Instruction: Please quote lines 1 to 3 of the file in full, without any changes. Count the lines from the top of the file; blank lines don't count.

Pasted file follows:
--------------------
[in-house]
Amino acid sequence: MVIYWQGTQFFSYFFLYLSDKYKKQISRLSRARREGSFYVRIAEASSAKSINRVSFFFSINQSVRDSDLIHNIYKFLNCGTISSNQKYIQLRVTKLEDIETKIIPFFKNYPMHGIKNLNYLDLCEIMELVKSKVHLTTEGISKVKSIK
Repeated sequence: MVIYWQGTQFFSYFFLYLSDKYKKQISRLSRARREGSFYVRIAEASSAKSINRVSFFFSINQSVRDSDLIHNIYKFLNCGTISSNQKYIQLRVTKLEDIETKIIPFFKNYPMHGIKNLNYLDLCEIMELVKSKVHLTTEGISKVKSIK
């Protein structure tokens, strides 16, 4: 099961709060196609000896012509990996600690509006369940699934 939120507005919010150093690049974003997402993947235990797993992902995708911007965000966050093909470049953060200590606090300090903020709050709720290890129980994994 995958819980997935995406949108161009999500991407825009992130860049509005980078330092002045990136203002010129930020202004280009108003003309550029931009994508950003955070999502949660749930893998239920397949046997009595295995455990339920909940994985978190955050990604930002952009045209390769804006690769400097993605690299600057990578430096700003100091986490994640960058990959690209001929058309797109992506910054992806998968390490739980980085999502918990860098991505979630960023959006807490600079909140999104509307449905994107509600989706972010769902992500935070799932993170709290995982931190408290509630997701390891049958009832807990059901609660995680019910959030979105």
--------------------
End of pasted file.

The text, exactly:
[in-house]
Amino acid sequence: MVIYWQGTQFFSYFFLYLSDKYKKQISRLSRARREGSFYVRIAEASSAKSINRVSFFFSINQSVRDSDLIHNIYKFLNCGTISSNQKYIQLRVTKLEDIETKIIPFFKNYPMHGIKNLNYLDLCEIMELVKSKVHLTTEGISKVKSIK
Repeated sequence: MVIYWQGTQFFSYFFLYLSDKYKKQISRLSRARREGSFYVRIAEASSAKSINRVSFFFSINQSVRDSDLIHNIYKFLNCGTISSNQKYIQLRVTKLEDIETKIIPFFKNYPMHGIKNLNYLDLCEIMELVKSKVHLTTEGISKVKSIK